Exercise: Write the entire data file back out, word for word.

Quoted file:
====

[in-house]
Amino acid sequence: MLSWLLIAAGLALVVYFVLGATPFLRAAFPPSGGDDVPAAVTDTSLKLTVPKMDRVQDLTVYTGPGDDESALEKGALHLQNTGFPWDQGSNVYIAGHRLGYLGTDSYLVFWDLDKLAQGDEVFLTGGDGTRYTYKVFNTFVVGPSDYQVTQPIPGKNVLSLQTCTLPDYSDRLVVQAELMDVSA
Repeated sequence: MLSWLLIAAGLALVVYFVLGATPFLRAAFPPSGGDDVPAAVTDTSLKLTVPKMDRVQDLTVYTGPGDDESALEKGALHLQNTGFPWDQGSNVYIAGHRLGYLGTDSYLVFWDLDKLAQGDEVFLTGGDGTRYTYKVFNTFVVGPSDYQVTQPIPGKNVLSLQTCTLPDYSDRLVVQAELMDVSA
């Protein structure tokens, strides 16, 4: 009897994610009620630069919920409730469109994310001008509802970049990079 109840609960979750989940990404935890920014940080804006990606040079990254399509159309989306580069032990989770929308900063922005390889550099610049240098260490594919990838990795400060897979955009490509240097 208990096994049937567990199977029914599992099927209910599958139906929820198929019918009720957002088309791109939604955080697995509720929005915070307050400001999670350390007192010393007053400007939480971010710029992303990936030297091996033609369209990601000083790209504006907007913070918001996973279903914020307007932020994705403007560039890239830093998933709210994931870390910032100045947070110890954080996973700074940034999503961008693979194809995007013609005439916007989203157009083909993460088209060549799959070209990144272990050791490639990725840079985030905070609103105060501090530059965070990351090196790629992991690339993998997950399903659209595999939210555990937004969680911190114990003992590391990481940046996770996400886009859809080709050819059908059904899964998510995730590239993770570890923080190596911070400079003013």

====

[in-house]
Amino acid sequence: MLSWLLIAAGLALVVYFVLGATPFLRAAFPPSGGDDVPAAVTDTSLKLTVPKMDRVQDLTVYTGPGDDESALEKGALHLQNTGFPWDQGSNVYIAGHRLGYLGTDSYLVFWDLDKLAQGDEVFLTGGDGTRYTYKVFNTFVVGPSDYQVTQPIPGKNVLSLQTCTLPDYSDRLVVQAELMDVSA
Repeated sequence: MLSWLLIAAGLALVVYFVLGATPFLRAAFPPSGGDDVPAAVTDTSLKLTVPKMDRVQDLTVYTGPGDDESALEKGALHLQNTGFPWDQGSNVYIAGHRLGYLGTDSYLVFWDLDKLAQGDEVFLTGGDGTRYTYKVFNTFVVGPSDYQVTQPIPGKNVLSLQTCTLPDYSDRLVVQAELMDVSA
């Protein structure tokens, strides 16, 4: 009897994610009620630069919920409730469109994310001008509802970049990079 109840609960979750989940990404935890920014940080804006990606040079990254399509159309989306580069032990989770929308900063922005390889550099610049240098260490594919990838990795400060897979955009490509240097 208990096994049937567990199977029914599992099927209910599958139906929820198929019918009720957002088309791109939604955080697995509720929005915070307050400001999670350390007192010393007053400007939480971010710029992303990936030297091996033609369209990601000083790209504006907007913070918001996973279903914020307007932020994705403007560039890239830093998933709210994931870390910032100045947070110890954080996973700074940034999503961008693979194809995007013609005439916007989203157009083909993460088209060549799959070209990144272990050791490639990725840079985030905070609103105060501090530059965070990351090196790629992991690339993998997950399903659209595999939210555990937004969680911190114990003992590391990481940046996770996400886009859809080709050819059908059904899964998510995730590239993770570890923080190596911070400079003013």